Cablegate: Congolese Reporter's Take On Chinese News Agency's
RR RUEHBZ RUEHDU RUEHGI RUEHJO RUEHMR RUEHRN
DE RUEHKI #1164/01 3651118
ZNR UUUUU ZZH
R 311118Z DEC 09
FM AMEMBASSY KINSHASA
TO RUEHC/SECSTATE WASHDC 0526
RUEHBJ/AMEMBASSY BEIJING 0149
INFO RUEHXR/RWANDA COLLECTIVE
RUCNSAD/SOUTHERN AF DEVELOPMENT COMMUNITY
RUEHFR/AMEMBASSY PARIS 1336
RUEHBS/AMEMBASSY BRUSSELS 2991
RUEHBZ/AMEMBASSY BRAZZAVILLE 0186
UNCLAS SECTION 01 OF 02 KINSHASA 001164
STATE FOR INR, RRU, IIP/G/AF, IIP/T/GIC, AF, EAP, NSC
TAGS: KDEM KPAO OIIP OPRC PGOV PREL SCUL CG
SUBJECT: CONGOLESE REPORTER'S TAKE ON CHINESE NEWS AGENCY'S
JOURNALISM SEMINAR: "IT WAS A MARKETING CAMPAIGN"
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1. (SBU) Summary: A Congolese participant at a recent Chinese News
Agency (CNA) seminar for African journalists in Nairobi told us the
seminar was little more than a "marketing campaign" for CNA and the
Chinese government. According to our contact, a discussion between
CNA representatives and their guests on the issue of press freedom
illustrated how important human rights concerns, particularly
freedom of expression, are for African journalists, an issue CNA
seems to have little interest in. Genuine interest here in press
freedom is a problem for the Chinese but an opportunity for us to
exercise greater influence vis-a-vis the Congolese media. End
A "marketing campaign"
2. (SBU) Luc-Roger Mbala Bemba of the independent Congolese
newspaper L'Observateur (please protect) attended a seminar for
African journalists sponsored by CNA in Nairobi on December 20-21.
Bemba is an alumnus of a USG exchange program, as well as a stringer
for Xinhua, the Chinese wire service and CNA affiliate. Bemba spoke
at length to PDO shortly after his return from the seminar.
3. (SBU) Bemba described the CNA event as "a marketing campaign"
with the goal of selling the Chinese news agency, and the Beijing
government, to African journalists. A total of 17 African
journalists attended, from several different countries. The other
Congolese in attendance was the publishing director of "Le
Potentiel," an independent Kinshasa newspaper known for its populist
editorial positions, and its frequent criticism of Western nations
and international institutions.
Chinese reporting criticized
4. (SBU) According to Bemba, African journalists appreciated the
substantive portions of the seminar, although much of the activities
were geared toward promoting CNA's various activities on the
continent. Currently, there are 19 CNA bureaus in Africa, including
one in Kinshasa. A CNA official said the agency "is now the most
important news service for developing countries." While many of the
presentations were focused on selling the news agency (and China) to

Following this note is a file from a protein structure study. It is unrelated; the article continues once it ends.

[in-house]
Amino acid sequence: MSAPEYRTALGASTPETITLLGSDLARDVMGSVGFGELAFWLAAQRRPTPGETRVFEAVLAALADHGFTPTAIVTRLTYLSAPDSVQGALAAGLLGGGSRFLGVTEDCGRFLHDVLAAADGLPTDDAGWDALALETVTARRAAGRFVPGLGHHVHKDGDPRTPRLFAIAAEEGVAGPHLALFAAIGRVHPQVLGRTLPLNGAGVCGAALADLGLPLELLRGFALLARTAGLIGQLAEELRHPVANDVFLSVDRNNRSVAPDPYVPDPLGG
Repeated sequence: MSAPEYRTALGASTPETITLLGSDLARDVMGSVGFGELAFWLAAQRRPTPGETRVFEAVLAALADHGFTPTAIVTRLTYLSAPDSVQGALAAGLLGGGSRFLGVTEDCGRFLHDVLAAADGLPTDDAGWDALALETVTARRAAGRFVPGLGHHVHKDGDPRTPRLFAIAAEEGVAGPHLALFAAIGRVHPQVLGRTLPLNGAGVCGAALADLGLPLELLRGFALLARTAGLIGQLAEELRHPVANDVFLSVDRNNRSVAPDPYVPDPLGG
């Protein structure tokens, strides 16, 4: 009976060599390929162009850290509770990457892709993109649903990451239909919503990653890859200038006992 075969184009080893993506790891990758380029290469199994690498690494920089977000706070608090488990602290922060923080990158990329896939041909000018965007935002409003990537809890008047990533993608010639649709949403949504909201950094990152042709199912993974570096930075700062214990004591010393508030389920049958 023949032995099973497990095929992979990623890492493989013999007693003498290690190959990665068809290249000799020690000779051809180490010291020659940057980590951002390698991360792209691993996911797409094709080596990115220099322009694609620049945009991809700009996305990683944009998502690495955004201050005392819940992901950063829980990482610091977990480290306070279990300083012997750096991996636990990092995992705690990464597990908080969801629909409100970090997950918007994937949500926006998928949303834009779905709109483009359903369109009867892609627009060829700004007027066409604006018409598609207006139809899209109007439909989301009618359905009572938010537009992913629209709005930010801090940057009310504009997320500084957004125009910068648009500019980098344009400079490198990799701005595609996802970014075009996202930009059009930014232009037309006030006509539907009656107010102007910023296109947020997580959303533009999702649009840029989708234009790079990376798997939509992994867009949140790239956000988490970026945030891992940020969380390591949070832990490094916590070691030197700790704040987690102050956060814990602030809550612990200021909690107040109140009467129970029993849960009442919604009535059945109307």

the guests, CNA representatives were also eager to listen to the
African journalists, soliciting their opinions on the agency, and
China's presence in Africa. Several guests criticized CNA for
avoiding reports that might reflect badly upon China or its partners
in Africa. A CNA representative responded by saying, "We don't want
to report stories that make our friends look bad." Some African
journalists replied that by refusing to criticize those in power,
the agency was not fulfilling its responsibility.
5. (SBU) One African journalist tried to impress upon the
organizers the importance of credibility. "If you want to compete
on the international stage with the other news agencies," he said,
"you will have to ask tough questions. If not, no one will take you
seriously." The journalist cited other news agencies like AP, AFP
and Reuters, saying that their reputations as credible sources of
information have been earned over the years by asking the very
questions China News avoids. "A journalist has to ask questions,"
one African reporter said, "or else how will things ever change?"
Qone African reporter said, "or else how will things ever change?"
"Freedom is not for everyone"
6. (SBU) Following the formal seminar, a discussion on freedom of
expression took place. Bemba said the African journalists pressed
their Chinese hosts on the need for honest reporting, particularly
concerning political, economic and ecological scandals. Reporters
from Gabon and Cameroon described ecological damage by Chinese
companies in their countries, and how such news should not be
suppressed merely because it might reflect badly upon the Chinese
and their local partners. The African journalists said it was a
matter of conscience to report on such serious threats to the
well-being of their own communities.
7. (SBU) According to Bemba, the CNA representatives disagreed with
the journalists' assessment. "Freedom is a Western value," one of
the Chinese said, "it is not for everyone . . . There are one
billion Chinese; we cannot all be free. That's why we need an
ideology to tell us what is permitted, and what isn't." Several of
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the African journalists argued that freedom is not only a
fundamental human right, but also a desire felt by all living
things. One of them said, "If you take a lion and put him in a
cage, even if you feed him the best cuts of meat every day, the
first time you leave the cage open, he will escape. Even if it
means he might starve to death."
8. (SBU) Comment: Even accounting for the tendency of
interlocutors here to tell us what they think we want to hear, our
conversation with Luc-Roger Mbala Bemba points to a problem the
Chinese face when working with young African journalists, many of
whom are the products of a European-based educational system and who
strongly admire the principle of pess freedom, especially as
practiced in the Unitd States. It is points to an opportunity for
us to exercise greater influence vis-a-vis the local media. End
9. (U) Note: PAS Nairobi is not aware of coverage of the CAN event
in the Kenyan press. End note.